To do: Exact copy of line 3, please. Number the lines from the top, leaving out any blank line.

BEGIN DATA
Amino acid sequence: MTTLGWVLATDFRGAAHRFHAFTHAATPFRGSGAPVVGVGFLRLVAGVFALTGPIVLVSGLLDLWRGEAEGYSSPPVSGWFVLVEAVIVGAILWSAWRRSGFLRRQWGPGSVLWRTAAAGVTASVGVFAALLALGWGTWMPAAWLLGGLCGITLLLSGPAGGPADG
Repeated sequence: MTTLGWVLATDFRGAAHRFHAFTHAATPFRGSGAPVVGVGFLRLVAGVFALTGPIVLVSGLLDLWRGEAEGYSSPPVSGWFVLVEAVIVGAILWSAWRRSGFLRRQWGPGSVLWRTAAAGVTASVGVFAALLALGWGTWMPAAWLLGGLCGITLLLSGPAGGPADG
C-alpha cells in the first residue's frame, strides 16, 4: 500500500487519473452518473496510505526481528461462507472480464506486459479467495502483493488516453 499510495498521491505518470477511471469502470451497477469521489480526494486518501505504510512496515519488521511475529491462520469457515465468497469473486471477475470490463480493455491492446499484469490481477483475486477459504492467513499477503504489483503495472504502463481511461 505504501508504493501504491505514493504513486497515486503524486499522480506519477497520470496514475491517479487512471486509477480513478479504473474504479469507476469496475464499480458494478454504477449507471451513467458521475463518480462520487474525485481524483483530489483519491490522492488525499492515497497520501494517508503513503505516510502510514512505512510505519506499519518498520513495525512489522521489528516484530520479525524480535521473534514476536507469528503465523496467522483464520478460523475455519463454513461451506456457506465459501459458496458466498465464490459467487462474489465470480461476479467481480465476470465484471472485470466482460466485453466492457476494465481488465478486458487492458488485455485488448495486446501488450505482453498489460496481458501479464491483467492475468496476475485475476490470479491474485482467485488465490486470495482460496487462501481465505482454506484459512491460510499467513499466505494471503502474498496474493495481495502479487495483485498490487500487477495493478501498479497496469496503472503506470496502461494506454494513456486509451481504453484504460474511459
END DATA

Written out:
C-alpha cells in the first residue's frame, strides 16, 4: 500500500487519473452518473496510505526481528461462507472480464506486459479467495502483493488516453 499510495498521491505518470477511471469502470451497477469521489480526494486518501505504510512496515519488521511475529491462520469457515465468497469473486471477475470490463480493455491492446499484469490481477483475486477459504492467513499477503504489483503495472504502463481511461 505504501508504493501504491505514493504513486497515486503524486499522480506519477497520470496514475491517479487512471486509477480513478479504473474504479469507476469496475464499480458494478454504477449507471451513467458521475463518480462520487474525485481524483483530489483519491490522492488525499492515497497520501494517508503513503505516510502510514512505512510505519506499519518498520513495525512489522521489528516484530520479525524480535521473534514476536507469528503465523496467522483464520478460523475455519463454513461451506456457506465459501459458496458466498465464490459467487462474489465470480461476479467481480465476470465484471472485470466482460466485453466492457476494465481488465478486458487492458488485455485488448495486446501488450505482453498489460496481458501479464491483467492475468496476475485475476490470479491474485482467485488465490486470495482460496487462501481465505482454506484459512491460510499467513499466505494471503502474498496474493495481495502479487495483485498490487500487477495493478501498479497496469496503472503506470496502461494506454494513456486509451481504453484504460474511459